Back into the cesspool!
Some of my favorite stories feature craven pols betraying the public interest. Just give me a steady diet of corruption porn. It’s been a good week, with Illinois Governor Blagojevich taking the concept of “felony stupid” to a whole new level: (i) He was auctioning off a Senate seat, (ii) held by the man who was just elected president, (iii) while under criminal investigation himself! Did he really think no one would notice?
Gov. Blagojevich: warm-up for the perp walk?
As a history writer, though, I must insist that we take a moment or two to recognize some of the great moments in American political corruption. In my forthcoming book about the impeachment of Andrew Johnson, I recount a classic story about the witty Congressman Thad Stevens, who was asked by Abraham Lincoln whether a proposed Cabinet member (Simon Cameron) would “steal.” “Well,” Stevens replied, “he wouldn’t steal a hot stove.”
Word of Stevens’ remark filtered back to Cameron, who was enraged. He tracked Stevens down and demanded a retraction. Next time he saw Lincoln, Stevens complied. Reminding Lincoln of his statement that Cameron would not steal a hot stove, Stevens said, “I now take that back.”
A few delicious episodes:
— Rep. William Jefferson (D-LA), discovered to have $90,000 in cash in his home freezer. Cold cash, indeed. The congressman (who just lost his seat to the first Vietnamese-American elected to Congress) denies all wrongdoing. Of course.
— Rep. Randy “Duke” Cunningham (R-CA), who took over $2 million in bribes from a defense contractor and invested part of the boodle in his houseboat/yacht, the Duke-Stir.
— Governor Spiro Agnew of my home state of Maryland, accepting kickbacks from highway contractors while serving as vice president to Richard Nixon.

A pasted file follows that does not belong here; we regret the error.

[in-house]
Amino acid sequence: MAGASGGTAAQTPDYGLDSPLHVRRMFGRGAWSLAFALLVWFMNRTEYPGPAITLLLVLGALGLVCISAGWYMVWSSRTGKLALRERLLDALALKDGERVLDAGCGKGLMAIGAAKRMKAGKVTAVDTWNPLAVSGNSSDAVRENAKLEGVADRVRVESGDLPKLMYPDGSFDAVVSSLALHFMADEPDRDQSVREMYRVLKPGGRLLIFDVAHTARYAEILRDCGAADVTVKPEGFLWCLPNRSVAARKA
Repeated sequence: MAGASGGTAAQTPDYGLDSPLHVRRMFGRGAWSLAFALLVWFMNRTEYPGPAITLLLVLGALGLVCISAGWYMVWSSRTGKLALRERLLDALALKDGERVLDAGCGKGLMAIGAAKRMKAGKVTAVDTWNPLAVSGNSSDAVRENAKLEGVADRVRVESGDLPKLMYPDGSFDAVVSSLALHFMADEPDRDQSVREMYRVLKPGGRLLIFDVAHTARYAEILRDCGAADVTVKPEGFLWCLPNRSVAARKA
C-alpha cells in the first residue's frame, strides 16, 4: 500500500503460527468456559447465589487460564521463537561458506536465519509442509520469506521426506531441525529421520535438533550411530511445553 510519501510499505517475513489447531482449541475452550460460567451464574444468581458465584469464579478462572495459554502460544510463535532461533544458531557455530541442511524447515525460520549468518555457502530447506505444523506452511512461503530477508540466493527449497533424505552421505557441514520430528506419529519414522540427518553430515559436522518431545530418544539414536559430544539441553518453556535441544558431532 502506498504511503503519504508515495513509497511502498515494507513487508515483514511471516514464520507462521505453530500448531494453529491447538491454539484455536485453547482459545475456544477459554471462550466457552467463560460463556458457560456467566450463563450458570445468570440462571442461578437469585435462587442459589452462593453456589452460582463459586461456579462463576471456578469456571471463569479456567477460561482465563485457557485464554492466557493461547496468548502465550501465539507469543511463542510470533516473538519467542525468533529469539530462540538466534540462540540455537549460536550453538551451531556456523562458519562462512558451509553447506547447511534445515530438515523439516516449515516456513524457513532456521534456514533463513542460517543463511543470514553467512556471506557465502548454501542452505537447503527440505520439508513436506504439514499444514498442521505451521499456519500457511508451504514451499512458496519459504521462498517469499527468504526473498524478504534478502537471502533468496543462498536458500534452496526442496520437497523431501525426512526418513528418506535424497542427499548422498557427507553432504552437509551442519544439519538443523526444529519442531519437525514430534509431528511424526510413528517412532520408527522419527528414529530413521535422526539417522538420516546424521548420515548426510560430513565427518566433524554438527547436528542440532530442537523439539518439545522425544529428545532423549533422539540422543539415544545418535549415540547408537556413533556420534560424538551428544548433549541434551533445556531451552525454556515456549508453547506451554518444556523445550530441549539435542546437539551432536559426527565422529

— New York Collectors in the 19th Century: A major portion of the federal government’s revenue came from import taxes levied by this office in New York harbor, and numerous collectors siphoned off a share for themselves, including Samuel Swartwout (an Andrew Jackson appointee) (also a participant in Aaron Burr’s treason conspiracy) and Henry Smythe (an Andrew Johnson appointee).
— Cornelius Wendell, who handled all congressional printing contracts in the 1850s. Wendell’s contracts gave him double the competitive price and he used the balance to support Democratic congressional candidates, Democratic newspapers, and his own welfare — all as directed by President James Buchanan.
— Governor Richard Leche of Louisiana, who issued the classic statement: “When I took the oath of office, I didn’t take any vows of poverty.” No, indeed he didn’t. Leche was convicted of in 1940 of taking kickbacks in the sale of trucks to the state highway department, stealing federal funds to build private homes, and other peccadilloes.
And then there are obvious ones like Boss Tweed of New York, Teapot Dome (Harding Administration) . . . I’m looking forward to more salacious details about Governor Rod. Stay tuned.
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